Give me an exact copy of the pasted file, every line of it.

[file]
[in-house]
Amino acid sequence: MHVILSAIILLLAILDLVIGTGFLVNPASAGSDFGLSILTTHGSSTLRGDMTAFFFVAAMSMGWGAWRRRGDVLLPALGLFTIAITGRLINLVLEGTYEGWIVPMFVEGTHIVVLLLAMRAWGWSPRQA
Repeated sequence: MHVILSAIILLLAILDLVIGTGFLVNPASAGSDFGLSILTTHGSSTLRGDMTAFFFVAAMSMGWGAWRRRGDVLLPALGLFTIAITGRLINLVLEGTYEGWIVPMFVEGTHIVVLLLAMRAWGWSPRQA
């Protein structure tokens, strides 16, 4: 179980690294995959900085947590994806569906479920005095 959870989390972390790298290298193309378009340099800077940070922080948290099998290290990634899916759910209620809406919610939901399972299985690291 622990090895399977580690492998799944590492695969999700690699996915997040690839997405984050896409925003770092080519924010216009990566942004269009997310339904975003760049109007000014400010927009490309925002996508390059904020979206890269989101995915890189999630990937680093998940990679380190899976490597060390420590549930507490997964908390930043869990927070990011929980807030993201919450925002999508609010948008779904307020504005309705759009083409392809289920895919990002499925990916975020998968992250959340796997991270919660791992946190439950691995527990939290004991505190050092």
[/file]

[in-house]
Amino acid sequence: MHVILSAIILLLAILDLVIGTGFLVNPASAGSDFGLSILTTHGSSTLRGDMTAFFFVAAMSMGWGAWRRRGDVLLPALGLFTIAITGRLINLVLEGTYEGWIVPMFVEGTHIVVLLLAMRAWGWSPRQA
Repeated sequence: MHVILSAIILLLAILDLVIGTGFLVNPASAGSDFGLSILTTHGSSTLRGDMTAFFFVAAMSMGWGAWRRRGDVLLPALGLFTIAITGRLINLVLEGTYEGWIVPMFVEGTHIVVLLLAMRAWGWSPRQA
């Protein structure tokens, strides 16, 4: 179980690294995959900085947590994806569906479920005095 959870989390972390790298290298193309378009340099800077940070922080948290099998290290990634899916759910209620809406919610939901399972299985690291 622990090895399977580690492998799944590492695969999700690699996915997040690839997405984050896409925003770092080519924010216009990566942004269009997310339904975003760049109007000014400010927009490309925002996508390059904020979206890269989101995915890189999630990937680093998940990679380190899976490597060390420590549930507490997964908390930043869990927070990011929980807030993201919450925002999508609010948008779904307020504005309705759009083409392809289920895919990002499925990916975020998968992250959340796997991270919660791992946190439950691995527990939290004991505190050092």